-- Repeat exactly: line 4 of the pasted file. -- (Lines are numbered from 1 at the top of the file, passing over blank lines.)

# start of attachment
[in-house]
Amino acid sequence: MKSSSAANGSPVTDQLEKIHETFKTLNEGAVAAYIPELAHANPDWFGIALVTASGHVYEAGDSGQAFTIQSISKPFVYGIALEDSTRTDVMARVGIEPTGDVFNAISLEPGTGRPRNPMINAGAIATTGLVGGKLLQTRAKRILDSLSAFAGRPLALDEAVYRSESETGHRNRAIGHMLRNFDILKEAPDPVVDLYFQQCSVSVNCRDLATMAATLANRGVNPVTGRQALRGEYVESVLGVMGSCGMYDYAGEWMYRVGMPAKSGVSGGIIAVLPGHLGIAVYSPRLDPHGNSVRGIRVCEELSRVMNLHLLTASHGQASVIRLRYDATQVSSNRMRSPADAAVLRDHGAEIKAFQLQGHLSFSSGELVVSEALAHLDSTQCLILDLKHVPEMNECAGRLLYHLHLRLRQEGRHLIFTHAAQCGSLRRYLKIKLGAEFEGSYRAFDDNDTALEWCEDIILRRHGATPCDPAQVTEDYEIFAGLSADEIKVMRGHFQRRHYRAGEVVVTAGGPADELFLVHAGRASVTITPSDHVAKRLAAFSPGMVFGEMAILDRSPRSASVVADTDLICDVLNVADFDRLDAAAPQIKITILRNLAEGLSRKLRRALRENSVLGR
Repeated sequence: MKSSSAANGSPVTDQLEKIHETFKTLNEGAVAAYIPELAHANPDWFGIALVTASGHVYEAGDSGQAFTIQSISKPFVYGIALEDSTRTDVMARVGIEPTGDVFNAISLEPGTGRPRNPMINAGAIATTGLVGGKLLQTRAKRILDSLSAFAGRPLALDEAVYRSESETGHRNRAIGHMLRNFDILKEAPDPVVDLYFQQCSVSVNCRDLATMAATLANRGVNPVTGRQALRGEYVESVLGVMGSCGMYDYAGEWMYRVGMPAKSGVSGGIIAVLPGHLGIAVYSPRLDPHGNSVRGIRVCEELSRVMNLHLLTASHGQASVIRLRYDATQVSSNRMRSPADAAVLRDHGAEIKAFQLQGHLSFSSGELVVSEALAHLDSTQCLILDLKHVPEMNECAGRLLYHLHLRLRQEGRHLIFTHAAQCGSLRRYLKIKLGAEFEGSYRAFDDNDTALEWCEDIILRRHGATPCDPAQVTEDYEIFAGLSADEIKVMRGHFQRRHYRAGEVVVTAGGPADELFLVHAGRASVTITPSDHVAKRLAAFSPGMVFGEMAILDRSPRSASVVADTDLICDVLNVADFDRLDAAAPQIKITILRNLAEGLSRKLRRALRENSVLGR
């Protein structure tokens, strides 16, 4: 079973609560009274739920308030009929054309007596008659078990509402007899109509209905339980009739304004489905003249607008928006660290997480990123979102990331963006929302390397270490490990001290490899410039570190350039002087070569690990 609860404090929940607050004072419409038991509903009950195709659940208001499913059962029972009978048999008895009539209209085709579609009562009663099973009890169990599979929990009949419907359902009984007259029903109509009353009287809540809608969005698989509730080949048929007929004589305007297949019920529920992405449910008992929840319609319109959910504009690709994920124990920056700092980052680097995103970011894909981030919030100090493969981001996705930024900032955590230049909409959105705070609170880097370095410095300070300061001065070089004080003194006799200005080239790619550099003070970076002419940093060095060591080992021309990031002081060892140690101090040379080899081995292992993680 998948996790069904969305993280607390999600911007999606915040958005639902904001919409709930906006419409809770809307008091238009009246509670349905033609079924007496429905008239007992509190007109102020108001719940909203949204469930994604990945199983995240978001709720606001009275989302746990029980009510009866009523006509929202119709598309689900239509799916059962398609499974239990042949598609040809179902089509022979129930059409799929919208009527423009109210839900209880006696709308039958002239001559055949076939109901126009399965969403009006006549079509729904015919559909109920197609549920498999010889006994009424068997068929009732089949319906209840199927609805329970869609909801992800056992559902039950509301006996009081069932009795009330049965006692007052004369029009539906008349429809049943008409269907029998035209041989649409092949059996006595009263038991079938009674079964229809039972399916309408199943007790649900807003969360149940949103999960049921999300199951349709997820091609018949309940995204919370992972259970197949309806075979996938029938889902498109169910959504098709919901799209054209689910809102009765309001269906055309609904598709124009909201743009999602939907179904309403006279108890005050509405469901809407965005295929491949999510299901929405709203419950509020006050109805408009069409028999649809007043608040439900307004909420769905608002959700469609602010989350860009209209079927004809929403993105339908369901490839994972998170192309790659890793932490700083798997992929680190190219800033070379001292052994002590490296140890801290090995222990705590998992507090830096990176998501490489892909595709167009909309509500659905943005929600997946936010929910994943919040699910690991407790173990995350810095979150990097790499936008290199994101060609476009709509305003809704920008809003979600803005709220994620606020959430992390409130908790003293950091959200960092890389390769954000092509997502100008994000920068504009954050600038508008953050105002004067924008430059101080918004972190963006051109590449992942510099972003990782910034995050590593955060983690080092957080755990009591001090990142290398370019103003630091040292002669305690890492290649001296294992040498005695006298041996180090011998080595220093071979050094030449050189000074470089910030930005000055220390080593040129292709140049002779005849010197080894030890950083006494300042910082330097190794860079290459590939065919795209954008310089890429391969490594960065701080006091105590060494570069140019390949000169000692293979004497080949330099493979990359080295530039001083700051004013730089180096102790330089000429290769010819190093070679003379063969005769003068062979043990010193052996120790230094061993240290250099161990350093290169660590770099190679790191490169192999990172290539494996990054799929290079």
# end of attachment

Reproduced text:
């Protein structure tokens, strides 16, 4: 079973609560009274739920308030009929054309007596008659078990509402007899109509209905339980009739304004489905003249607008928006660290997480990123979102990331963006929302390397270490490990001290490899410039570190350039002087070569690990 609860404090929940607050004072419409038991509903009950195709659940208001499913059962029972009978048999008895009539209209085709579609009562009663099973009890169990599979929990009949419907359902009984007259029903109509009353009287809540809608969005698989509730080949048929007929004589305007297949019920529920992405449910008992929840319609319109959910504009690709994920124990920056700092980052680097995103970011894909981030919030100090493969981001996705930024900032955590230049909409959105705070609170880097370095410095300070300061001065070089004080003194006799200005080239790619550099003070970076002419940093060095060591080992021309990031002081060892140690101090040379080899081995292992993680 998948996790069904969305993280607390999600911007999606915040958005639902904001919409709930906006419409809770809307008091238009009246509670349905033609079924007496429905008239007992509190007109102020108001719940909203949204469930994604990945199983995240978001709720606001009275989302746990029980009510009866009523006509929202119709598309689900239509799916059962398609499974239990042949598609040809179902089509022979129930059409799929919208009527423009109210839900209880006696709308039958002239001559055949076939109901126009399965969403009006006549079509729904015919559909109920197609549920498999010889006994009424068997068929009732089949319906209840199927609805329970869609909801992800056992559902039950509301006996009081069932009795009330049965006692007052004369029009539906008349429809049943008409269907029998035209041989649409092949059996006595009263038991079938009674079964229809039972399916309408199943007790649900807003969360149940949103999960049921999300199951349709997820091609018949309940995204919370992972259970197949309806075979996938029938889902498109169910959504098709919901799209054209689910809102009765309001269906055309609904598709124009909201743009999602939907179904309403006279108890005050509405469901809407965005295929491949999510299901929405709203419950509020006050109805408009069409028999649809007043608040439900307004909420769905608002959700469609602010989350860009209209079927004809929403993105339908369901490839994972998170192309790659890793932490700083798997992929680190190219800033070379001292052994002590490296140890801290090995222990705590998992507090830096990176998501490489892909595709167009909309509500659905943005929600997946936010929910994943919040699910690991407790173990995350810095979150990097790499936008290199994101060609476009709509305003809704920008809003979600803005709220994620606020959430992390409130908790003293950091959200960092890389390769954000092509997502100008994000920068504009954050600038508008953050105002004067924008430059101080918004972190963006051109590449992942510099972003990782910034995050590593955060983690080092957080755990009591001090990142290398370019103003630091040292002669305690890492290649001296294992040498005695006298041996180090011998080595220093071979050094030449050189000074470089910030930005000055220390080593040129292709140049002779005849010197080894030890950083006494300042910082330097190794860079290459590939065919795209954008310089890429391969490594960065701080006091105590060494570069140019390949000169000692293979004497080949330099493979990359080295530039001083700051004013730089180096102790330089000429290769010819190093070679003379063969005769003068062979043990010193052996120790230094061993240290250099161990350093290169660590770099190679790191490169192999990172290539494996990054799929290079």